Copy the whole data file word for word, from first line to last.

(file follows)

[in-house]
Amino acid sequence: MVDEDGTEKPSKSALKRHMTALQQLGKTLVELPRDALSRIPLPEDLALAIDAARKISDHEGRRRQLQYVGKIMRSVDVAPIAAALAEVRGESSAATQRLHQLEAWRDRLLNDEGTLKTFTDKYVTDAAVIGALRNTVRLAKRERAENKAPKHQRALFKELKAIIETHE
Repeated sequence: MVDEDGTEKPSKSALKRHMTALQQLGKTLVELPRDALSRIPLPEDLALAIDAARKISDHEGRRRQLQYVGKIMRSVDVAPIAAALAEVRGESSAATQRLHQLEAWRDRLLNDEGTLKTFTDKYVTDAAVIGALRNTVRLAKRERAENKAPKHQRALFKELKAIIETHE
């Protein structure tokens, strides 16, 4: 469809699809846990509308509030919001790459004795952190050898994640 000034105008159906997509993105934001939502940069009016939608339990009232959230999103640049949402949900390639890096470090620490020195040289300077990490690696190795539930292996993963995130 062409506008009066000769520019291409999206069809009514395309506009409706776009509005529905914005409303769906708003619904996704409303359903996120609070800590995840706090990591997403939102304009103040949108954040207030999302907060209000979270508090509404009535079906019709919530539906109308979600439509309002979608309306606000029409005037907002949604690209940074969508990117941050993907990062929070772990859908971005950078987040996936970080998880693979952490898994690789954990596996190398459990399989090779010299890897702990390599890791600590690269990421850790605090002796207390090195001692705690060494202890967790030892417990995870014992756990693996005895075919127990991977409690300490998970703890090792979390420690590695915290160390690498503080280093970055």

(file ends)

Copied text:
[in-house]
Amino acid sequence: MVDEDGTEKPSKSALKRHMTALQQLGKTLVELPRDALSRIPLPEDLALAIDAARKISDHEGRRRQLQYVGKIMRSVDVAPIAAALAEVRGESSAATQRLHQLEAWRDRLLNDEGTLKTFTDKYVTDAAVIGALRNTVRLAKRERAENKAPKHQRALFKELKAIIETHE
Repeated sequence: MVDEDGTEKPSKSALKRHMTALQQLGKTLVELPRDALSRIPLPEDLALAIDAARKISDHEGRRRQLQYVGKIMRSVDVAPIAAALAEVRGESSAATQRLHQLEAWRDRLLNDEGTLKTFTDKYVTDAAVIGALRNTVRLAKRERAENKAPKHQRALFKELKAIIETHE
């Protein structure tokens, strides 16, 4: 469809699809846990509308509030919001790459004795952190050898994640 000034105008159906997509993105934001939502940069009016939608339990009232959230999103640049949402949900390639890096470090620490020195040289300077990490690696190795539930292996993963995130 062409506008009066000769520019291409999206069809009514395309506009409706776009509005529905914005409303769906708003619904996704409303359903996120609070800590995840706090990591997403939102304009103040949108954040207030999302907060209000979270508090509404009535079906019709919530539906109308979600439509309002979608309306606000029409005037907002949604690209940074969508990117941050993907990062929070772990859908971005950078987040996936970080998880693979952490898994690789954990596996190398459990399989090779010299890897702990390599890791600590690269990421850790605090002796207390090195001692705690060494202890967790030892417990995870014992756990693996005895075919127990991977409690300490998970703890090792979390420690590695915290160390690498503080280093970055």